Gym where Keane Wallis-Bennett killed is torn down

The gym at Liberton High is demolished Picture: Malcolm McCurrach
The gym at Liberton High is demolished Picture: Malcolm McCurrach
0
Have your say

THE mother of the schoolgirl killed when a wall collapsed on her has said pupils at Liberton High School will be relieved after bulldozers moved in.

Demolition crews have begun tearing down the school gym where 12-year-old Keane Wallis-Bennett was killed six months ago.

Prior to the tragic accident, it had been reported that the wall was “wobbly” for months.

Today, her mum, Abbie Wallis, revealed that she did not even know the work was about to begin.

But she said there would be “relief” that the reminders of the horror would be gone.

Ms Wallis, 34, said: “We are still trying to come with terms with what has happened.

“I think for the children they will be pleased.

“It’s hard to say how I feel about it. I can’t think properly.

Keane suffered multiple injuries when a free standing modesty wall fell on top of her as she changed for a physical education lesson on April 1.

The Health and Safety Executive is continuing its investigation into her death while Edinburgh City Council has pledged £2.5 million to build a new gym at the school, to which the Scottish Government will contribute £1.6m

Demolition was delayed to allow the probe into her death to continue at the site.

The council also said a permanent memorial was planned as well as a new extension to the PE block.

Paul Godzik, the city council’s education convener, earlier revealed that the overwhelming view from staff at the school, parents and the local community is that the gym should be demolished.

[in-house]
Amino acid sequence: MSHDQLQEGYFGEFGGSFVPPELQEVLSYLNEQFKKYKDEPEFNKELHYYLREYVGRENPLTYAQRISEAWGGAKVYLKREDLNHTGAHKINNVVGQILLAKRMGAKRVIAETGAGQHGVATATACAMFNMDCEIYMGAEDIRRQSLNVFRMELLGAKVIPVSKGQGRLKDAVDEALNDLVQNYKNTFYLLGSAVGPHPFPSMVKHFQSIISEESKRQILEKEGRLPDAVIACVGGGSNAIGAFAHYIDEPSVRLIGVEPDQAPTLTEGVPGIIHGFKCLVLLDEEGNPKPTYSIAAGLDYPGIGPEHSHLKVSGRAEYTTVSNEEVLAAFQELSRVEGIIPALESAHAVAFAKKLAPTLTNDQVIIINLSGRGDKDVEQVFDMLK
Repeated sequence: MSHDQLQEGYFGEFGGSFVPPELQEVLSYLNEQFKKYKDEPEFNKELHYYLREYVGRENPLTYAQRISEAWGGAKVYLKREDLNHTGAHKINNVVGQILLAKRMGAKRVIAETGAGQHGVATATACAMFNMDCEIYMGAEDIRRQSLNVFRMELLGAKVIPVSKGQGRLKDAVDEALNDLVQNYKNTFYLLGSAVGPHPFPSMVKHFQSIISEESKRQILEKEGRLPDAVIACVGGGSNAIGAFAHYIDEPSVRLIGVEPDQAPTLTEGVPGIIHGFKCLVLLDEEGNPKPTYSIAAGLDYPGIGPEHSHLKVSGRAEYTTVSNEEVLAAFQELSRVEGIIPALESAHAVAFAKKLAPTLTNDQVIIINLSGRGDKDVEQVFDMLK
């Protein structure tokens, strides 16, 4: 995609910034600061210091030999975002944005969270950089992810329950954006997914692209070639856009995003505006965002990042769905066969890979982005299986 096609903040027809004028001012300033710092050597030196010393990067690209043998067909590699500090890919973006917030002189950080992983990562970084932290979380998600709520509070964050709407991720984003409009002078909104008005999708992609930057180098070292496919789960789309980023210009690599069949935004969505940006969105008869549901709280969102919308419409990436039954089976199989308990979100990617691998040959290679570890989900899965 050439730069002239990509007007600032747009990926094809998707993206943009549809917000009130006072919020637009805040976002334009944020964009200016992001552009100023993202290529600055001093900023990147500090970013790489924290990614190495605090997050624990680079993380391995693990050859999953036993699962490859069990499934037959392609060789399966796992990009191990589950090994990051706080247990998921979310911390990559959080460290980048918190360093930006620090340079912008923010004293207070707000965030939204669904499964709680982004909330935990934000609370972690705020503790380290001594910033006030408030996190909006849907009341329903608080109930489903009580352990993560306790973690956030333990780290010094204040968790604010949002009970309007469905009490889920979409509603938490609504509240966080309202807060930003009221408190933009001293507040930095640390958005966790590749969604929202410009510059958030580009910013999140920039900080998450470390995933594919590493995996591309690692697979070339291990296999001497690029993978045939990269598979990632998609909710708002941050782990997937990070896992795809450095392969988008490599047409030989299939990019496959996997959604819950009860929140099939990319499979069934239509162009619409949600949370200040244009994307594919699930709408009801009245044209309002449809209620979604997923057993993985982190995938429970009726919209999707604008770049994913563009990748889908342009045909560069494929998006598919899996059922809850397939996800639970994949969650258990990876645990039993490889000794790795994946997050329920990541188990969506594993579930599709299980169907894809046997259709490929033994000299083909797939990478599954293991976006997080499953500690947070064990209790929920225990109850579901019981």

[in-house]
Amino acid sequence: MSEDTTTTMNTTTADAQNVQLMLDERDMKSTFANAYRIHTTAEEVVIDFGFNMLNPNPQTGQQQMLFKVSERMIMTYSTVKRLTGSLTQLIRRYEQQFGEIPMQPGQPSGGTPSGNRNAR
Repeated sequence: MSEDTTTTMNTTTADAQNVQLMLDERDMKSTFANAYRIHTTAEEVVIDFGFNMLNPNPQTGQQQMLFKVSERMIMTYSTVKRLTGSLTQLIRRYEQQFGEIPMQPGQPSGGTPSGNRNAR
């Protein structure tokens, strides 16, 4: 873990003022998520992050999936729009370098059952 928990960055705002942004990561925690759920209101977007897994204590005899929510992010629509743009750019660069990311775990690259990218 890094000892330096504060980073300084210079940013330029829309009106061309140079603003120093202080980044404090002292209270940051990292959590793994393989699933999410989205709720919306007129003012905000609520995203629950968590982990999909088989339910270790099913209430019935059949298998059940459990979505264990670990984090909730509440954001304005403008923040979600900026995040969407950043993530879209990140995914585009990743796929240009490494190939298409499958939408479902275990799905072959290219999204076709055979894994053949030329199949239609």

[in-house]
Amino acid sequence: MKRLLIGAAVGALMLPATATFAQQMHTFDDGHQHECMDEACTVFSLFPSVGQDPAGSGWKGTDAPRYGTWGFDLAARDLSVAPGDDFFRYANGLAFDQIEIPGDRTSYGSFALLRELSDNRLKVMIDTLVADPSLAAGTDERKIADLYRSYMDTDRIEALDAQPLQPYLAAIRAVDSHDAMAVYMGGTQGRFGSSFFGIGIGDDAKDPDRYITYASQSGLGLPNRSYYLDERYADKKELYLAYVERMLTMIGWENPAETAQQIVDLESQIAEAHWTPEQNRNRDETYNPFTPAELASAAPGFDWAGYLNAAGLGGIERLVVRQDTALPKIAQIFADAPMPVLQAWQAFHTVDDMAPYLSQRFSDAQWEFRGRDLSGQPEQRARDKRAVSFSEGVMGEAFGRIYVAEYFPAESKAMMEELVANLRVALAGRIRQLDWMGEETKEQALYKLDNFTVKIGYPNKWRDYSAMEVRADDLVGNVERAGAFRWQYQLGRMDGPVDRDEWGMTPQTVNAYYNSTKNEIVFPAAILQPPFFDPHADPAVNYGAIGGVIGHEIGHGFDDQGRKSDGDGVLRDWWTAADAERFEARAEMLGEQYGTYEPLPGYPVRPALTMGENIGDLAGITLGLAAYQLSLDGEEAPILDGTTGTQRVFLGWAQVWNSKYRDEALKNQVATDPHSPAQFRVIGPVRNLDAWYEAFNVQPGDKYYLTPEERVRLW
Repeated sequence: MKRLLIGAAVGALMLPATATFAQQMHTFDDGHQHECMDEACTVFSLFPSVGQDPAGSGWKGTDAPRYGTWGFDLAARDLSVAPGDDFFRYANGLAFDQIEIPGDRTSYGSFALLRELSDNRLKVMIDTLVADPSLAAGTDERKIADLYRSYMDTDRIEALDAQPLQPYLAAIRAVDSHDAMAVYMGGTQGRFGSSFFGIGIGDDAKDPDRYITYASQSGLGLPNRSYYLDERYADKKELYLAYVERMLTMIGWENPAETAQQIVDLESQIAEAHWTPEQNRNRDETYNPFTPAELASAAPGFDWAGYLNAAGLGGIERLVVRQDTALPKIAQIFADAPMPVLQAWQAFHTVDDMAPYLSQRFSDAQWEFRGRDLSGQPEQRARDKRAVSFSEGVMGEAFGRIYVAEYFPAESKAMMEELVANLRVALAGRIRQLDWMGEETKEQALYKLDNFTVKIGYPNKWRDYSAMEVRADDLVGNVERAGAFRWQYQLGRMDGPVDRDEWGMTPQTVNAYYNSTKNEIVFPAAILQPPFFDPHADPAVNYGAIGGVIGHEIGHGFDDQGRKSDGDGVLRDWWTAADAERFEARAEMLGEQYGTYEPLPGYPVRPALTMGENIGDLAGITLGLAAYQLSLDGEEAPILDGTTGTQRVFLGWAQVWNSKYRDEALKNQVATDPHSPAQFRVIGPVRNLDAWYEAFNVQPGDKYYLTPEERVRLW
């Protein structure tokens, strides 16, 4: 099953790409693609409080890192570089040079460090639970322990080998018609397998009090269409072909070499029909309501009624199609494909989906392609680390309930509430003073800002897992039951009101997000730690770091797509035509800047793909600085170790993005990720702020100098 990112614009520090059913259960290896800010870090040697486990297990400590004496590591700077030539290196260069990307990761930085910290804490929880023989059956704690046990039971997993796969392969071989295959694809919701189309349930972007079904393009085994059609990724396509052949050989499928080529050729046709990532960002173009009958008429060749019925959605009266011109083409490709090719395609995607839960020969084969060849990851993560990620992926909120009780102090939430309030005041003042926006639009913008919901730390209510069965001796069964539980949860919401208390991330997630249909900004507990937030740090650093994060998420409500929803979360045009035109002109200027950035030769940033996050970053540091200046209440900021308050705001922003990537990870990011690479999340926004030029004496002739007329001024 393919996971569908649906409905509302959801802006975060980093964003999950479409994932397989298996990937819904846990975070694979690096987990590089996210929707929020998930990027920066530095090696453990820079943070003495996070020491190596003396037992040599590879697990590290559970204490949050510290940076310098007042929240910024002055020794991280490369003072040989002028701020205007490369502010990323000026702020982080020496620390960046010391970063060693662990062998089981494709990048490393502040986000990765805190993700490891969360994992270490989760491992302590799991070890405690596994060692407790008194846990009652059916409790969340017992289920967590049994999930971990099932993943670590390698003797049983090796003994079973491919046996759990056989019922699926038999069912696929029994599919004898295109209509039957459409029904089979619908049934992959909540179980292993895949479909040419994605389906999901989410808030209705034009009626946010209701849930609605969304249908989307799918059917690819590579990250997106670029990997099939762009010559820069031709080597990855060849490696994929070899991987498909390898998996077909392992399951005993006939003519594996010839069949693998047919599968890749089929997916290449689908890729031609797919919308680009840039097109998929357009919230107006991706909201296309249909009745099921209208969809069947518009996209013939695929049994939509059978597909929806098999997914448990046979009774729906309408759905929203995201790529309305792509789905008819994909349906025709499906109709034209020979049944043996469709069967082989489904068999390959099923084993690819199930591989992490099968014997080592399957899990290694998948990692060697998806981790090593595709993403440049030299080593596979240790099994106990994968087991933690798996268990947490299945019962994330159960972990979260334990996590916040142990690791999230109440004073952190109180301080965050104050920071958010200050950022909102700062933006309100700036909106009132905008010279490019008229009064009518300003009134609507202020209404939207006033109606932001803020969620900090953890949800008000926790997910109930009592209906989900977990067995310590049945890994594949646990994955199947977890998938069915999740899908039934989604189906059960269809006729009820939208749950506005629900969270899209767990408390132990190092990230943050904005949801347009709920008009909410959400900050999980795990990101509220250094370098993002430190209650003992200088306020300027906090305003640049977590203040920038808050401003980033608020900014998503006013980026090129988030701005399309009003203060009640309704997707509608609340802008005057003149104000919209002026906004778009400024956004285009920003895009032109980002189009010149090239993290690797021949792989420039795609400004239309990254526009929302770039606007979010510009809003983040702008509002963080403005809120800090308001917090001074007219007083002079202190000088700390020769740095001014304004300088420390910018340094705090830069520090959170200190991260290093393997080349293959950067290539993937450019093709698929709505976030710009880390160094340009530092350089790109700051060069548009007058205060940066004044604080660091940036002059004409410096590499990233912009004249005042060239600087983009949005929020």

He said the accident had a “devastating” effect on the community and revealed discussions about a suitable memorial at the school for Keane were continuing.

Liberton High, which was built in 1959, was closed while safety checks were conducted.

As a result of Keane’s death, structural examinations took place at other schools in the city.

The council has said it cannot afford to bring the city’s “crumbling schools” up to scratch without Scottish Government help.

Ms Wallis, who had earlier welcomed plans to flatten the building, previously talked about how difficult it had been to accept her daughter’s death.

She said her room had not been changed and that the family still said “goodnight” to her.

She also revealed that she had made regular pilgrimages to the site where Keane died. Hundreds of classmates, friends and family attended her funeral and her coffin was filled with treats, including chocolates, false nails, cards and a teddy bear.